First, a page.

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Jun 26, 2018

Interview with Hannah Strauel, Supervisor, Domestic Foster Care, Grand Rapids, Michigan

Kenita (a pseudonym) was 6 when she entered foster care. Because of the complex trauma and abuse she’d experienced, she had developed difficult coping skills, including running away when she was triggered. In one instance, she took off from her foster home and made it two miles before her foster parents caught up with her. In her first year in foster care, she moved five times as foster parents struggled to manage her escalating behaviors.

As we’ve posted here, here, and here, children who enter foster care have experienced trauma, whether abuse, neglect, and/or being removed from their familiar home environment. We’ve posted here and here about interventions foster parents can use to respond to trauma-related behaviors.

But sometimes children with prolonged exposure to abuse or neglect have escalated behavioral, emotional, or mental health concerns. These children need specialized therapy, counseling, and/or medication as part of their treatment plan. Children with elevated needs were once only referred to residential treatment facilities for care, but some Bethany offices are equipped to train families to provide an alternative: enhanced foster care (also known as “treatment foster care”) allows children to receive the intervention they need in a family setting. 

Below, Hannah Strauel explains how Bethany is helping children in Grand Rapids who need additional services.

Why is treatment foster care needed?

Trauma rewires how a child’s brain works. The body and brain’s response to trauma is fight, freeze, or flight. When children stay in a high-stress, high-alert mode for long periods, their brains learn to respond to environmental cues (triggers) and go directly to fight, freeze, or flight responses as a coping skill. Most adults and typically developing children have the capacity to step back and evaluate their environment from a rational perspective, assessing what is actually a threat and what isn’t. Traumatized children often don’t have those neural pathways in their brains, so they may experience anything unknown in their environment as a threat.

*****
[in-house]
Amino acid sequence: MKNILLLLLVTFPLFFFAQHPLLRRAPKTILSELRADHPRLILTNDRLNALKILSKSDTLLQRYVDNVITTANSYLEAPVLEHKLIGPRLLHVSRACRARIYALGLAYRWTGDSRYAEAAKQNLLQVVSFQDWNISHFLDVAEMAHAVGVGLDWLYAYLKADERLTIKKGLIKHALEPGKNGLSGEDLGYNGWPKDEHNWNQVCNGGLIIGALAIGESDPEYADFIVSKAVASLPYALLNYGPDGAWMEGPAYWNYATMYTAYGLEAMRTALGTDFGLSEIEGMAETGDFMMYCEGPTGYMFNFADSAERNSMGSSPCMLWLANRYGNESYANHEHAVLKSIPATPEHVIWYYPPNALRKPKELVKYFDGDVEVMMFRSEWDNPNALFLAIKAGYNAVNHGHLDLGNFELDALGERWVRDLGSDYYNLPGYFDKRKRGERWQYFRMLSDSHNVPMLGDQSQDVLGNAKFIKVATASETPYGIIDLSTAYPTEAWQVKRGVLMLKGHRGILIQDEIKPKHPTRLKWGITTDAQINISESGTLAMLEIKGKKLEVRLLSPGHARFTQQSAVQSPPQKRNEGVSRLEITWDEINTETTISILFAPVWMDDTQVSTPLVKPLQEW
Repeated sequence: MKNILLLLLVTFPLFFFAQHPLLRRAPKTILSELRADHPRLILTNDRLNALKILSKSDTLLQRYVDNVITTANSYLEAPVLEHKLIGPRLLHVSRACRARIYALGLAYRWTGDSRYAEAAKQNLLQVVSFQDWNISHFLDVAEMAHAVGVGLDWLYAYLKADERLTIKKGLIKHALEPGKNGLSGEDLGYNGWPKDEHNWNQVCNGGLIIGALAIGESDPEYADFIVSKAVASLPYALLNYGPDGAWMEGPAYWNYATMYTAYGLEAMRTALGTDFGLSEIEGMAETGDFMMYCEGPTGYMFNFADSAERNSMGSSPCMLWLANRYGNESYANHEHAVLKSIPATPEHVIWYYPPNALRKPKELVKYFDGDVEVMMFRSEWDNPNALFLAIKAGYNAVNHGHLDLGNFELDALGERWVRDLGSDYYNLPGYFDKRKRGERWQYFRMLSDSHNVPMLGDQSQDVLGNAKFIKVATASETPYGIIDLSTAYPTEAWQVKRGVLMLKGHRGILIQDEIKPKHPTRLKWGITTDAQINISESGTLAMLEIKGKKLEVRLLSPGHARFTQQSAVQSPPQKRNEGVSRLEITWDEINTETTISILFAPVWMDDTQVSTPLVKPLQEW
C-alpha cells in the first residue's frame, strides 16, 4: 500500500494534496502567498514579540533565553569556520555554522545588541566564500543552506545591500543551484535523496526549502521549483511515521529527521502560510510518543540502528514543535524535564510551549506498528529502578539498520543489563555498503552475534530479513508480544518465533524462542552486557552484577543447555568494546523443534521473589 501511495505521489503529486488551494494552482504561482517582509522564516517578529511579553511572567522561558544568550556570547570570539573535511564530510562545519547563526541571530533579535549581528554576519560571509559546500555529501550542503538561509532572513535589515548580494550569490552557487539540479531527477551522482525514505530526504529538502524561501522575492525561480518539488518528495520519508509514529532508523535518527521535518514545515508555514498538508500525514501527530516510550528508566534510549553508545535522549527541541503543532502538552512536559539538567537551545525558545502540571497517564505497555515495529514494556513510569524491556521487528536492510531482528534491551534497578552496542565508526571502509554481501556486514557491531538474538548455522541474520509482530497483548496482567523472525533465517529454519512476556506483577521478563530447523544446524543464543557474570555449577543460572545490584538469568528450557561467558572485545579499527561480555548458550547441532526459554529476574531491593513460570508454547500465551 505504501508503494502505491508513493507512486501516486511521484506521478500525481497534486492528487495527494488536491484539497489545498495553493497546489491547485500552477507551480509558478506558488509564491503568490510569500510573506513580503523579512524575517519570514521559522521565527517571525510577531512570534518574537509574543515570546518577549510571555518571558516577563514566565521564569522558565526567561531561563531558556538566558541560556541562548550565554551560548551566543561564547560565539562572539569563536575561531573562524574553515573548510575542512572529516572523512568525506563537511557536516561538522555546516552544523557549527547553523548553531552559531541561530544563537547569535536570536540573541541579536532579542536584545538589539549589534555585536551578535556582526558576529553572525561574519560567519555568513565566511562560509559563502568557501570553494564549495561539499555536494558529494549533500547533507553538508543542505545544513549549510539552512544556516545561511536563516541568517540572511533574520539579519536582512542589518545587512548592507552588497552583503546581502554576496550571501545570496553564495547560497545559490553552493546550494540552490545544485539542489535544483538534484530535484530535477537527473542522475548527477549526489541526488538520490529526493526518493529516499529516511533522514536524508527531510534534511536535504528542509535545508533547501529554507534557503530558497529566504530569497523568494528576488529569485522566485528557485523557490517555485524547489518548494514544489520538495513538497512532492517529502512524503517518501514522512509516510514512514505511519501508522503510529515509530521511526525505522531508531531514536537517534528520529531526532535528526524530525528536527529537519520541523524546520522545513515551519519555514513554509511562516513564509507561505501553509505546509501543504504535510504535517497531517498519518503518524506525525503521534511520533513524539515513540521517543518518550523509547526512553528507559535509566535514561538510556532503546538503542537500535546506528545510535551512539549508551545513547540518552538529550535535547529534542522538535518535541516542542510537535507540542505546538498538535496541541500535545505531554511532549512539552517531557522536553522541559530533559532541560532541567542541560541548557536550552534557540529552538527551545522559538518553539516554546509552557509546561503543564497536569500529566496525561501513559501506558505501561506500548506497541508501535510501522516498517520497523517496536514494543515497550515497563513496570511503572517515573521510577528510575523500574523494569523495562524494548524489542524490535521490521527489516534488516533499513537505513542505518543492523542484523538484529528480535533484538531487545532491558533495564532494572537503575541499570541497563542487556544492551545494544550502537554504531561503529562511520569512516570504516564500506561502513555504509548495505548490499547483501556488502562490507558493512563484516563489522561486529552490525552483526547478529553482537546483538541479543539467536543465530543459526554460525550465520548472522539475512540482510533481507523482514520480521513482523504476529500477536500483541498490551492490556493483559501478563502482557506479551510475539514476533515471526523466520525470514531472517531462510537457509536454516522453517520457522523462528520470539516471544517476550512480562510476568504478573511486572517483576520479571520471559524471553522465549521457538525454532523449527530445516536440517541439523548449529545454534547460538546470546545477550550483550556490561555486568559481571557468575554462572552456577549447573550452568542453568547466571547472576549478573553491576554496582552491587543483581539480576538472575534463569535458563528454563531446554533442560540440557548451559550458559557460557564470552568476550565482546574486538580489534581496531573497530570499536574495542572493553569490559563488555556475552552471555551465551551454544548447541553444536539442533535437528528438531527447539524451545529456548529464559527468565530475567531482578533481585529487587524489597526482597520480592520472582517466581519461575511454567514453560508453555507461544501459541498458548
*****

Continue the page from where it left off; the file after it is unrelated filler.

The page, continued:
With treatment foster care, we want to help kids self-regulate, or learn how to calm themselves when they are triggered. In the meantime, we’re working to identify what external prompts or sensory cues will help. When kids are escalated, and they are operating only in that emotional “fight, freeze, or flight” part of the brain, they have trouble responding to external cues. It takes some practice to identify what works well and what doesn’t for each child. The time to talk about triggers is after the child is calm and regulated again. They still may not know what triggered their emotional response, but with guidance, they can start to recognize triggers—and it doesn’t take much to trigger children who have survived complex traumas.

Think about how you might react if you were in a car accident. For a time, you might have an emotional reaction when you approach that intersection. Your body might tense up, and your brain might replay sounds or images of that event.

If your mind and body can respond that way to one event, imagine how it might respond to multiple, repeated traumatic events, and you have a clearer idea of what some children experience every day. They’ve been conditioned to see the world as an unsafe place; things around them may hurt them, so they are always on high alert.

When foster parents see triggered behavior unfold, they often say, “It was like she went from 0–60 in a second!” More accurately, her baseline is 60, and she went to 80. 

Who qualifies for treatment foster care?